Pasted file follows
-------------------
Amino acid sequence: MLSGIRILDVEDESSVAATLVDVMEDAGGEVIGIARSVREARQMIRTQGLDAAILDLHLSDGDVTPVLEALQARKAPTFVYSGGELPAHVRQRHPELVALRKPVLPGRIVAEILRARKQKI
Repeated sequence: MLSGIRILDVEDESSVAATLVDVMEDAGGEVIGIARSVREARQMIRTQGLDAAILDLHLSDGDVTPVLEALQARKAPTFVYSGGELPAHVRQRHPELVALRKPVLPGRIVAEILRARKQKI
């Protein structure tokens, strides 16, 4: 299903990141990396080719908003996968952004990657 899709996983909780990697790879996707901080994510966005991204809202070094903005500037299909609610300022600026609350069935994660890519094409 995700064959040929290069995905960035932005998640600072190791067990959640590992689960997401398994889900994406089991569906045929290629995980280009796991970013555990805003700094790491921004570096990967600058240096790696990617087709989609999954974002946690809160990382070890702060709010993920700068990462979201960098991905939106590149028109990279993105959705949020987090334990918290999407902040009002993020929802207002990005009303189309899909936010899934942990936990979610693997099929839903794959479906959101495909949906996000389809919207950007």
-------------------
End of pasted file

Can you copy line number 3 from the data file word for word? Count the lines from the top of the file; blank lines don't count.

């Protein structure tokens, strides 16, 4: 299903990141990396080719908003996968952004990657 899709996983909780990697790879996707901080994510966005991204809202070094903005500037299909609610300022600026609350069935994660890519094409 995700064959040929290069995905960035932005998640600072190791067990959640590992689960997401398994889900994406089991569906045929290629995980280009796991970013555990805003700094790491921004570096990967600058240096790696990617087709989609999954974002946690809160990382070890702060709010993920700068990462979201960098991905939106590149028109990279993105959705949020987090334990918290999407902040009002993020929802207002990005009303189309899909936010899934942990936990979610693997099929839903794959479906959101495909949906996000389809919207950007």